London rocket team ready to make bid for new record... next stop space - Sept. 10, 2002
Two years ago the London based MARS Advanced Rocketry Group, one of the UK's longest running amateur rocketry organisations, set a new UK and European amateur rocket altitude record when a team of rocketeers flew out to the Black Rock Desert in Nevada, USA, and successfully launched the Phobos EAV amateur rocket to almost 35,0000ft (10 1/2 kilometres) above the Earth's surface.
That last record-breaking rocket used a solid rocket motor designed and developed in the USA. The team are now ready to break the record again... with an entirely British built rocket motor, twice the size of the last.
The MARS team have spent the last 5 years developing a new kind of rocket motor called a hybrid rocket motor, and the last 2 years developing the hybrid rocket motor that will power the latest MARS rocket. A hybrid rocket motor uses half liquid oxidiser and half solid fuel. The hybrid rocket motor that the MARS team have been developing uses liquid Nitrous Oxide (laughing gas) as its source of oxygen and solid polyethylene (carrier bag material) as its fuel.
This hybrid system has massive safety advantages over solid rocket motors normally used by amateurs, because the hybrid fuel is so inert. The system is also extremely environmentally friendly in comparison with other forms of rocket fuel... the main exhaust products from the motor are nitrogen and water. The system is also incredibly cheap... where other amateur groups boast about how expensive their rockets are... MARS are proud to be achieving these feats on a shoe-string budget. The propellant for one launch of the new rocket costs just £300, one tenth of the cost of a solid fuel rocket motor of similar performance.
The hybrid motor has been static tested on the ground at MARS's secure, private static test facility, and, when the team's plans to fly out to the USA last September to test fly the motor in the desert were dashed by the September 11th tragedy, it was instead test flown to over a mile in altitude in a remote part of Scotland last November. All the tests of this latest MARS hybrid rocket motor (both flight and static) have been successful.
The new MARS rocket is called Deimos Odyssey, inspired by the film 2001 (the year the rocket was originally meant to fly). The rocket is built from aluminium, carbon fibre and fibreglass and stands over 24ft tall. A second backup vehicle of the same construction as the first, and using the same hybrid rocket motor, will also be taken out for the latest launch.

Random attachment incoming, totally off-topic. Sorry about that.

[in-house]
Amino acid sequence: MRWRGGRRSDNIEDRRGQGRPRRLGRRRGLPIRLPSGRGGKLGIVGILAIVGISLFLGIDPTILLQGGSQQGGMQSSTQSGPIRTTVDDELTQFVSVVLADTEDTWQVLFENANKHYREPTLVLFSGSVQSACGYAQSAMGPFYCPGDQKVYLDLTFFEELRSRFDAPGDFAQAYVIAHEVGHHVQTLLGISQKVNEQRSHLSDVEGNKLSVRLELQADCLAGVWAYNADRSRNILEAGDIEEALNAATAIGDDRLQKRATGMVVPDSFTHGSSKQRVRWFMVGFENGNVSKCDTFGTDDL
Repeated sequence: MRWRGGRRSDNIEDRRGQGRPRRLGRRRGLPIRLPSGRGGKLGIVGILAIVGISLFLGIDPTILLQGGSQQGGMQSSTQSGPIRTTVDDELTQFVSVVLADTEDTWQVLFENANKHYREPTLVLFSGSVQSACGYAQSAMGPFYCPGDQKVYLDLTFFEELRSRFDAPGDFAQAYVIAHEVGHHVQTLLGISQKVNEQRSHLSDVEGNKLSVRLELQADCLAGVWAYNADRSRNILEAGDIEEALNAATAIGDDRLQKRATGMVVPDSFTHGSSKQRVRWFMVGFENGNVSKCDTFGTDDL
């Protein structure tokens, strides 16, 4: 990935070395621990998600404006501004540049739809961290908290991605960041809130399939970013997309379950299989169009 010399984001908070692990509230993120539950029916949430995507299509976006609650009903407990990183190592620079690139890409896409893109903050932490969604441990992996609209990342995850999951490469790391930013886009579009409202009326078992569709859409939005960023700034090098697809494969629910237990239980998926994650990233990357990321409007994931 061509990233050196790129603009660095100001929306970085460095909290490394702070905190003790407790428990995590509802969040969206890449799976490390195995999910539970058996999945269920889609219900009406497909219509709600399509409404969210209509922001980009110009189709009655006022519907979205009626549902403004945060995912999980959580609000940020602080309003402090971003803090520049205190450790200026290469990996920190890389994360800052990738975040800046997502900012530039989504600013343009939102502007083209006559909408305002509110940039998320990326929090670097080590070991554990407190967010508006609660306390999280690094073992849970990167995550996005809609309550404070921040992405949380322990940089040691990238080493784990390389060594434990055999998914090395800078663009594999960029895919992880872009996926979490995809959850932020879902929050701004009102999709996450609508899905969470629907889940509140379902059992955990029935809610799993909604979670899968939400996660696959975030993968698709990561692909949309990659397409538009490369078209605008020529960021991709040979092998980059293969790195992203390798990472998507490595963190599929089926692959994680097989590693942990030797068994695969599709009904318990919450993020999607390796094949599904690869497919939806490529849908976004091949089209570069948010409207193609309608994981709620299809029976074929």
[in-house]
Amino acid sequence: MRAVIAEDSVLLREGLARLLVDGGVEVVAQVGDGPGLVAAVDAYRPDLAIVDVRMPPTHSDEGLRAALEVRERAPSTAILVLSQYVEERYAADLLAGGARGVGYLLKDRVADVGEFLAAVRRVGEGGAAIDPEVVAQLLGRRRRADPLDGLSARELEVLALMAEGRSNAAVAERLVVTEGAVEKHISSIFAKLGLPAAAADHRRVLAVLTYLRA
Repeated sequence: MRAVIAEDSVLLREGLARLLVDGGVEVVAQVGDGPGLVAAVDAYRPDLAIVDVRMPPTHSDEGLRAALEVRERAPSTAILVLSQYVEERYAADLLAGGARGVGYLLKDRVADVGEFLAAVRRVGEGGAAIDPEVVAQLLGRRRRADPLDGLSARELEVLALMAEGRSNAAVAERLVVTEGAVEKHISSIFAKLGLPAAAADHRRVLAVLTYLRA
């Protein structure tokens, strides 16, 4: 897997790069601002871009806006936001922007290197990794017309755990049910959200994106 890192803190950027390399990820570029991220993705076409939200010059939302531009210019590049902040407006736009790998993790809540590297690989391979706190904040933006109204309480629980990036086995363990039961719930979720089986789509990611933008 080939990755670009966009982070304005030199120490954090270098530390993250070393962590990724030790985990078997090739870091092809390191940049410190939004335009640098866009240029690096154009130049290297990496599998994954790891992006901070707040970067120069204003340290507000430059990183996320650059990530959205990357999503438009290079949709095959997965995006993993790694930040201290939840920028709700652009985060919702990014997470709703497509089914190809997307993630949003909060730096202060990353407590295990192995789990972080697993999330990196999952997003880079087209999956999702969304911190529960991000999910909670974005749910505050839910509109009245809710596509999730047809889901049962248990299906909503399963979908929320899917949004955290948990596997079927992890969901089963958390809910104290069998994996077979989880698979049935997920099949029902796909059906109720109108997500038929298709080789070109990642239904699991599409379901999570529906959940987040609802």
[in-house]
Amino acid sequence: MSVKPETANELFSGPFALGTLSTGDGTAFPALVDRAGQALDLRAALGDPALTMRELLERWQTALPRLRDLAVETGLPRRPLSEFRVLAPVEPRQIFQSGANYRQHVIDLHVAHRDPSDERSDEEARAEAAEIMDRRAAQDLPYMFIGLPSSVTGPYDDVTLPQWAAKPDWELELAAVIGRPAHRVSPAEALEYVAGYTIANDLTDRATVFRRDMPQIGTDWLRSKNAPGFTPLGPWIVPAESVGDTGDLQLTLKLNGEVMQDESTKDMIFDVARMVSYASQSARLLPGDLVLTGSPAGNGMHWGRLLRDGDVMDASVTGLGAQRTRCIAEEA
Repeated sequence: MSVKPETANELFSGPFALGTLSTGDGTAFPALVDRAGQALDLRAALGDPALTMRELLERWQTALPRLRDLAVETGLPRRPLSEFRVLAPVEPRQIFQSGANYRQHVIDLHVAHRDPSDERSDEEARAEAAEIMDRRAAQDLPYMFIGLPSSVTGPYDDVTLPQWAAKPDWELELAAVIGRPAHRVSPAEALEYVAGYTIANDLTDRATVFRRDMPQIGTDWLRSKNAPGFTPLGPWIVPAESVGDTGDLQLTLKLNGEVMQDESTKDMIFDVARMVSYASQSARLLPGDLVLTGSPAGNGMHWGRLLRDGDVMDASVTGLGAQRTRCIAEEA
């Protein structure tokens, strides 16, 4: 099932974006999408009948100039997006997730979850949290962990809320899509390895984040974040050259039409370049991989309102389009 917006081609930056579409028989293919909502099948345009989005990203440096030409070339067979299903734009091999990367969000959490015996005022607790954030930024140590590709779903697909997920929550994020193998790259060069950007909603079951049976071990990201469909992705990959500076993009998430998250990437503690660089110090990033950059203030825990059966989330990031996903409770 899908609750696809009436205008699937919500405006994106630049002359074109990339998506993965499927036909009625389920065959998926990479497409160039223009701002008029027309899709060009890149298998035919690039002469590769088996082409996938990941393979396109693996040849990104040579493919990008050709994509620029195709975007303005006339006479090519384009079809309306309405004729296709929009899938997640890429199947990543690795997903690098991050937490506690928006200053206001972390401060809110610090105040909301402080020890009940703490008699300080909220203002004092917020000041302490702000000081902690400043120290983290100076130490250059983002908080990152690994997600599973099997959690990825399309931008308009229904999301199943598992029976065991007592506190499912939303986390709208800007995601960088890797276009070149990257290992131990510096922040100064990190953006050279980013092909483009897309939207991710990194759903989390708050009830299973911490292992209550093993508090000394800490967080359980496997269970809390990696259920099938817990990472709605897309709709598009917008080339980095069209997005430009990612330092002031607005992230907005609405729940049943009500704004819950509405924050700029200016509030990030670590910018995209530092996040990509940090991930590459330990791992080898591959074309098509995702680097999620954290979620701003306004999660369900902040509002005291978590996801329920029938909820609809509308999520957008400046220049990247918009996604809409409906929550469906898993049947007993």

The rocket's hybrid motor is designed to give around a quarter of a ton of thrust for a total burn time of over 25 seconds, and should lift the rocket to well in excess of the team's last record of 35,000ft.
The rocket will carry onboard a series of still and video cameras for general footage and also for remote sensing experiments, flight computers, engine management system, altimeter/accelerometers, location beacons, telemetry systems, onboard GPS location systems, an atmospheric sounding payload, and, thanks to the advanced equipment supplied by the team's sponsors, the team hope to receive live high resolution video transmitted back from the rocket as it travels up through the upper layers of the atmosphere and then send these images back to the teams UK headquarters by satellite link.
The MARS team have been working towards the goal of launching an amateur rocket into space for the last five years by building and testing ever larger and more complex test rockets. This launch, if successful, should be the last flight test needed before the team make a bid to become the first amateurs to ever launch a rocket into space (although the opportunity for more test flights may be taken, of course). A space bid would require a scaled up version of this rocket, over four times as powerful - with work having already started on this follow on vehicle. The MARS ethos is to continually build and test, build and test, and build on the foundations laid by our previous launches - an ehtos that has proved to be very successful.
Fierce competition over recent years has seen attempts by teams from around the world to become the first into space, but so far no one has succeeded. The MARS team believe their camaraderie, team spirit and determination could be the factors that make them the first team to succeed.
The MARS team are currently making preparations for the launch. The launch is due to occur on Friday the 20th or Saturday the 21st of September (dependent on launch conditions and ground support considerations). Due to the remoteness of the desert launch site the team will be in intermittent contact once in the USA.
Updates will be made to with a news-feed from the desert to the MARS teams website at:
For more information on this exciting project, please contact:
Deimos-Odyssey high altitude, hybrid powered rocket, ready for flight, & on display at the Tomorrow's World Roadshow.